Log Entry File Schemas

There are four types of schemas for log file entries, as explained below.

Schema for First Line in a Log File

The first line in a log file has a unique schema that differs from the generic case. Consider the following log entry, which indicates that a new log was opened because the audit log level was changed to ADMIN-ONLY:

0,2020-08-11 19:04:54.580,INFO: Log opened on MemSQL startup. Format version 2. Log level changed to ADMIN-ONLY

The first line above demonstrates the following schema:

<log-entry-id>,<timestamp>,INFO: <log-file-event-origin>. <log-format-version>. <log-file-event-action>

This line’s schema is described in the table below:

Example Value



This value is always 0 for the first line in a logfile.


This value is identical to a normal timestamp.


Describes the reason or event that caused the creation of the log file. There are currently two possible values: Log rotated - Indicates that a new file was required because rotation conditions were met. When a log is rotated, either the auditlog_rotation_size or the auditlog_rotation_time engine variables’ conditions were met. Log opened on MemSQL startup - Indicates that a new file was created because the node was either started or restarted.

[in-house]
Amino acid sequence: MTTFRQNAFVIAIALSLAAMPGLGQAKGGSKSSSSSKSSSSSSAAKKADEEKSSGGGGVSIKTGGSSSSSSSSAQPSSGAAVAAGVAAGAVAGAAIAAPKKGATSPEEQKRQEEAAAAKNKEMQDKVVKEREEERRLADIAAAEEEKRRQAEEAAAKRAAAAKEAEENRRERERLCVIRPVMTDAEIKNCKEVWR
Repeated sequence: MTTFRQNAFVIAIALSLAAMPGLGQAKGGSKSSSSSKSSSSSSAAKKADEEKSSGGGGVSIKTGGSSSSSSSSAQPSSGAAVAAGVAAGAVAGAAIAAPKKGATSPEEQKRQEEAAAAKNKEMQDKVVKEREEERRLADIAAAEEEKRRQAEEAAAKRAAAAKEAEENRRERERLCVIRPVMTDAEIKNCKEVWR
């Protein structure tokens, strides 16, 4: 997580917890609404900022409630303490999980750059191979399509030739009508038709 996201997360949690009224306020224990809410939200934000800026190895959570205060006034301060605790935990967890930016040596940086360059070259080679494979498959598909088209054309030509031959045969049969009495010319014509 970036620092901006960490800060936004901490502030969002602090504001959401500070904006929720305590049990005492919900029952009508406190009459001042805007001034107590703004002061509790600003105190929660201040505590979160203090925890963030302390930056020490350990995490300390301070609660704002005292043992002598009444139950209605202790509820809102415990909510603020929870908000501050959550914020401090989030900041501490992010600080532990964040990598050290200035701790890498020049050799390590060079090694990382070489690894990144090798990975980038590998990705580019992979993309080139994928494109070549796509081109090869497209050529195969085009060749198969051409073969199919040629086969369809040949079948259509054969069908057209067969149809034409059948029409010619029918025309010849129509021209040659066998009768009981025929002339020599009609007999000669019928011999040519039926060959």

Indicates the reason or event that opened or rotated the log file. It can have the following values: Log level initiated at <Auditlog-Level> - Indicates that audit logging was first enabled at a given level and then the log file was opened. Log level changed to <Auditlog-Level> - Indicates that logging was already enabled, but the audit logging level was changed. Logging at level <Auditlog-Level> - Indicates that the system was restarted or the log was rotated, but the audit log level remained the same.

Schema for ALL-RESULTS Database Responses

If your node is configured to use the ALL-RESULTS logging mode, the database’s responses are logged uniquely from other entries. Consider the following example result entry for the SHOW VARIABLES LIKE '%master_aggregator%' query:

237,R,master aggregator

The log entry above demonstrates the following schema:


Query results share the same entry ID as the query itself. In the example above, the log entry for the query also has an <entry-id> value of 237. The comma-separated R denotes that the log entry only contains query result data. Lastly, the returned data is included as the last value in the entry.